Posts from grumpy in thread „Save the Quiet Man Cottage“

    Oh, absolutely the sharks are circling. The rhetoric is escalating into quite a nasty tone, all of which appears to steadfastly avoid the apparent complete disinterest during the decades during which the property decayed prior to Mr Ebbitts purchase. Next, I expect to hear stories of an angry mob carrying torches storming up the path leading towards the castle. <Oops, wrong movie...or is it ?>

    It may well be that under Irish law they can lay claim to the property and thus obtain it "without cost", but I guarantee they will not be able to restore it for free, nor manage, promote and operate it for free, nor do the ongoing maintenance for free.

    Someone is going to have to find or raise a significant amount of money to power this effort, and then a lot of hard work will need to be done over a good chunk of time.

    Mobs will be hard to find when these two items need to be handled !

    Good conversation gentlemen.

    As anyone of you have tried to get some construction work done 100 miles away, two states away or on the opposite coast can attest, it can be a bit tedious dealing with contractors. Add in an ocean, another nation and cultural differences and I can imagine the possible frustration. In the corporate world I have been in the same room as someone and been ready to lunge across the table at people displaying their active disinterest in a project on which they assigned and were allegedly working. LOL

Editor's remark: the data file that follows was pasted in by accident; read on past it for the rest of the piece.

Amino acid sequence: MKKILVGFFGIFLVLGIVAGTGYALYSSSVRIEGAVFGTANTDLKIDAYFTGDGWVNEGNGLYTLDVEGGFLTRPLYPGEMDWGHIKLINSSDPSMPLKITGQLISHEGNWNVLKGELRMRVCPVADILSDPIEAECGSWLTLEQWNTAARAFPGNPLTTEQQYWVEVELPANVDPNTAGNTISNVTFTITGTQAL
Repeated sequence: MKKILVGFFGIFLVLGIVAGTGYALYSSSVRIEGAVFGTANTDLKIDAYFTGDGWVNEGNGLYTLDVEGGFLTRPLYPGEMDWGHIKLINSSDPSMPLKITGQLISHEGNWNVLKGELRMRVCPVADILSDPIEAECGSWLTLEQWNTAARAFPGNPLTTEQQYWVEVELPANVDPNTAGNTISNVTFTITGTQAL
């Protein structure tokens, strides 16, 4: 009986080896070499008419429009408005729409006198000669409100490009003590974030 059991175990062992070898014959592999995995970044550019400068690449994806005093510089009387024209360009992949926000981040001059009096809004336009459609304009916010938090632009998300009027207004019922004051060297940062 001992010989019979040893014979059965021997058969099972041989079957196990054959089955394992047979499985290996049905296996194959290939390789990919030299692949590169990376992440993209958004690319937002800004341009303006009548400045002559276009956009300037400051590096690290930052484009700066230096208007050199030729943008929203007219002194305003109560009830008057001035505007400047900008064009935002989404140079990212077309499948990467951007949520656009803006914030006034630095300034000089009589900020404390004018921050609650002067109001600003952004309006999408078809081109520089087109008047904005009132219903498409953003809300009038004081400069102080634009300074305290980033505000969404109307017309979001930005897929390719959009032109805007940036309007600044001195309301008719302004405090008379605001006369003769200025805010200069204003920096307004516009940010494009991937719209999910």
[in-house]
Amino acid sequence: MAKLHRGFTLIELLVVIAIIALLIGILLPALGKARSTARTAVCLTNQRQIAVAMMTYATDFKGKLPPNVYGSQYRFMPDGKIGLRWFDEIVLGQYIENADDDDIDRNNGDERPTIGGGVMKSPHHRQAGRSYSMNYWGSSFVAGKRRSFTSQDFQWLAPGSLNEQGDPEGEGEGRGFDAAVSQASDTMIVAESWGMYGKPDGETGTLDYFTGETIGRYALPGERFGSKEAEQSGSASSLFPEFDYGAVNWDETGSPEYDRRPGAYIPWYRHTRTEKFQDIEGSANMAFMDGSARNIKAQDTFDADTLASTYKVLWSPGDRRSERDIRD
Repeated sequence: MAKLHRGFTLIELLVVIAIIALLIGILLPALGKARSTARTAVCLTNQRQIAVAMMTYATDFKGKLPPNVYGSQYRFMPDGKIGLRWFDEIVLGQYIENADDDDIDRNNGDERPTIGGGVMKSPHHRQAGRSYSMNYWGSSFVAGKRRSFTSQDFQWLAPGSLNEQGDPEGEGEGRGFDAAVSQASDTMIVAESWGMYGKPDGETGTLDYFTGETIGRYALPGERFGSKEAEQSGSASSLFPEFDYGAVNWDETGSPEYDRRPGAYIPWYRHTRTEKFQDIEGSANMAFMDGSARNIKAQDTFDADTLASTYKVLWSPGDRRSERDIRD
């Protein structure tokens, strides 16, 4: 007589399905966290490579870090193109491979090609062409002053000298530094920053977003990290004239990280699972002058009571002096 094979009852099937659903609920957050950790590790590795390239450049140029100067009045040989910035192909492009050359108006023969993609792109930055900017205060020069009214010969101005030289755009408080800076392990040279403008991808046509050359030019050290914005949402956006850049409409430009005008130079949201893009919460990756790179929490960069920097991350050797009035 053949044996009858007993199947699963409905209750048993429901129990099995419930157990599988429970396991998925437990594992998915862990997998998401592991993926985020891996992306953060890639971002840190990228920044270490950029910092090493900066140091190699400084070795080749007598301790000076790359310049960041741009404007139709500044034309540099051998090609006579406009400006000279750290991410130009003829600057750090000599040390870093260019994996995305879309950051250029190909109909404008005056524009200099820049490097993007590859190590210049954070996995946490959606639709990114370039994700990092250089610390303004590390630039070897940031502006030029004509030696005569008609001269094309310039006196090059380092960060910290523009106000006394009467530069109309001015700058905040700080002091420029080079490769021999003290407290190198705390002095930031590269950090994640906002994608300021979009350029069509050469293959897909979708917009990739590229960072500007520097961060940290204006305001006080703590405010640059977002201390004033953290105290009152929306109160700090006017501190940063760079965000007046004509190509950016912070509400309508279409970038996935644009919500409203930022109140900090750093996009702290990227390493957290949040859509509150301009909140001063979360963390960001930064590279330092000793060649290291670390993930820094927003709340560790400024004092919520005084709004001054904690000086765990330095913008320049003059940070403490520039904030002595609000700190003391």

Has anyone read Peter Mayles book 'A year in Provence' ? In it, he details, among other things, his efforts at buying and restoring a small farmhouse in Provence and recounts dealing with local masons and repair folks. Ah, but Ireland is not France, you might say. True, its not.

    I would not, however, under-estimate how much the pride of the locals figures in here. It probably chafes them that after all this, an American owns the cottage and wants to tell them what to do with it. In many ways "Quiet Man" was as much about Ireland and Irish culture as it was about the American John Wayne. In fact, the two cultures good-naturedly bouncing off each other is woven through-out. I can see that it represents an Irish point of pride, despite the fact that no one stepped up to buy the cottage but Mr Ebbitt. If you squint a little, and change the movie script, it could be about an American who buys a cottage and attempts to get it fixed up and the "help" he gets along the way.

    And I don't think I'm talking out of school to say that the famed Irish stubbornness is not Urban Legend, I have first-hand exposure to that fiery trait. My wifes father was born in Ireland, as was my grandmother. My mother was born in Scotland, so I admit perhaps just a wee bit of stubbornness myself. My wife, in fact is in Dublin as we speak on a business trip - sadly not much time to tour, although she did get to visit her fathers hometown of Rathnagrew.

    I think that interests and differences aside, one very real issue is the fact that Mr Ebbitt does not live nearby or apparently have a local representative that can oversee the restoration and later on, the management of the property. My opinion is that needs to be addressed to achieve the restoration- regardless of ownership, and absolutely needs to be in place to operate the completed project. Even if it remains totally private and not open to tour, etc. even a hearty structure will need maintenance and looking after.